Monday, 03 January, 2005
Goodbye cable TV
The cable guy was out disconnecting our cable TV service as I left the house to meet some friends for breakfast this morning. Debra and I decided that it made no sense to continue paying for a service that we don't use. Neither of us has watched television in over a year. No, we don't miss it. There are plenty of other more interesting and entertaining things to do with our time: read books, go for walks with Charlie, ride bicycles, watch a rented DVD, or fiddle with one of our many hobbies (hers revolving mostly around African Violets, mine with computers and ham radio).
Friends have told me that I'm missing out on a lot of good educational programming on the History Channel, Discovery, and PBS shows such as Nova. With the exception of Nova, which periodically has a good show, I've found the "educational" programming to be written for people who have very short attention spans. Topics are covered superficially at best. Whenever things start to get really interesting a commercial break comes up and the show switches topics upon return. The Internet is a much better educational device than is the television.
With few exceptions, the only thing I find entertaining about broadcast television is that people actually watch it. There have been a few shows over the years that were well written and I actually looked forward to watching. Pay television (HBO, Cinemax, etc.) were fun for a while, but I found myself spending entirely too much time watching those "free" movies. After a few months I'd seen most of the regular movies, and the few new movies each month weren't worth the price of admission--scheduling my time around the movie schedule or putting in a tape to record it.
Friends also have told me that using a Tivo or other digital recording technology changes the entire television experience, making it much more enjoyable. I suspect that's true. If I had something that would keep track of what I like to watch and automatically record it for my later perusal, I might be inclined to spend more time with the TV. But having looked at the schedule recently, I don't see that there's enough interesting stuff there to justify the $100 or more per month that cable plus Tivo would cost me. From where I'm sitting, television looks like a vast wasteland filled with "reality" shows, Desperate Housewives, and advertisements trying to sell me things that I neither want nor need (including other TV shows). Gag me with an eating utensil.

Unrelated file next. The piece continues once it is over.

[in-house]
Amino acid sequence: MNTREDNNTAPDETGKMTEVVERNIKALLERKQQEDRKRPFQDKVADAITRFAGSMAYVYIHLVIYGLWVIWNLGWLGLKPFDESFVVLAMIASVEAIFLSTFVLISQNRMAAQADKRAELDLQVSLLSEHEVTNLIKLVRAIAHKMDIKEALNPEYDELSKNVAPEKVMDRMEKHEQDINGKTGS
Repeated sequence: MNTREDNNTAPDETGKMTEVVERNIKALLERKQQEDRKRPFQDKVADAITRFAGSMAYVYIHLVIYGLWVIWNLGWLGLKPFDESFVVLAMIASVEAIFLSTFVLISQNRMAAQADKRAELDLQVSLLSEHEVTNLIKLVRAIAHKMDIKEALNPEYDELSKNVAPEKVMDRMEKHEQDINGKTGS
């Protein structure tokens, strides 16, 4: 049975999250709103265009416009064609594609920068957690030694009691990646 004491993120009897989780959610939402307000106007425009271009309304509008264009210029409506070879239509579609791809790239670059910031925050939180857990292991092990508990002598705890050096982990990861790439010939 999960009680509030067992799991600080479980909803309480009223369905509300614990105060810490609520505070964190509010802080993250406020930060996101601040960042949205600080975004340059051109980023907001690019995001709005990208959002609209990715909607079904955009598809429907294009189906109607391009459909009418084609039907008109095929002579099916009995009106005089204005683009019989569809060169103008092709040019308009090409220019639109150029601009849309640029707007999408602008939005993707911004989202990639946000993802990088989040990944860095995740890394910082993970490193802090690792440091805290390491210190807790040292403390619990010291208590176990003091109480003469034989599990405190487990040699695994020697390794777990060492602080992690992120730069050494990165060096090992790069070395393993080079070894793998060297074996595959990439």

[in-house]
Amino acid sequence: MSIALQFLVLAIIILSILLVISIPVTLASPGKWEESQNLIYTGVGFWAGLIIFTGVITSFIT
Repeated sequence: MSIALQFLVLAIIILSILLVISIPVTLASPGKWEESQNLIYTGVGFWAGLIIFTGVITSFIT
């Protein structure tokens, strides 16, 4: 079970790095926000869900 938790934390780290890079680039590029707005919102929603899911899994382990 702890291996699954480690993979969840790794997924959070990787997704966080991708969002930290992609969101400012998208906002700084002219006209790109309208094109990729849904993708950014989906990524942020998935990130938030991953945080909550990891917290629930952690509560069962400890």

One result of not watching television is that I'm becoming even more of a social outcast than I was before. It's surprising how much of daily office and friendly conversation revolves around television shows, be it "reality" TV, sitcoms, or sports. When the subject of conversation turns to television, I just turn and walk away. Even before I completely stopped watching TV, I didn't watch most of the popular shows, and the only sporting I follow at all is the Tour de France. If that makes me an odd duck, that's okay. At least I'm not sitting on the couch letting my brains leak out my ears.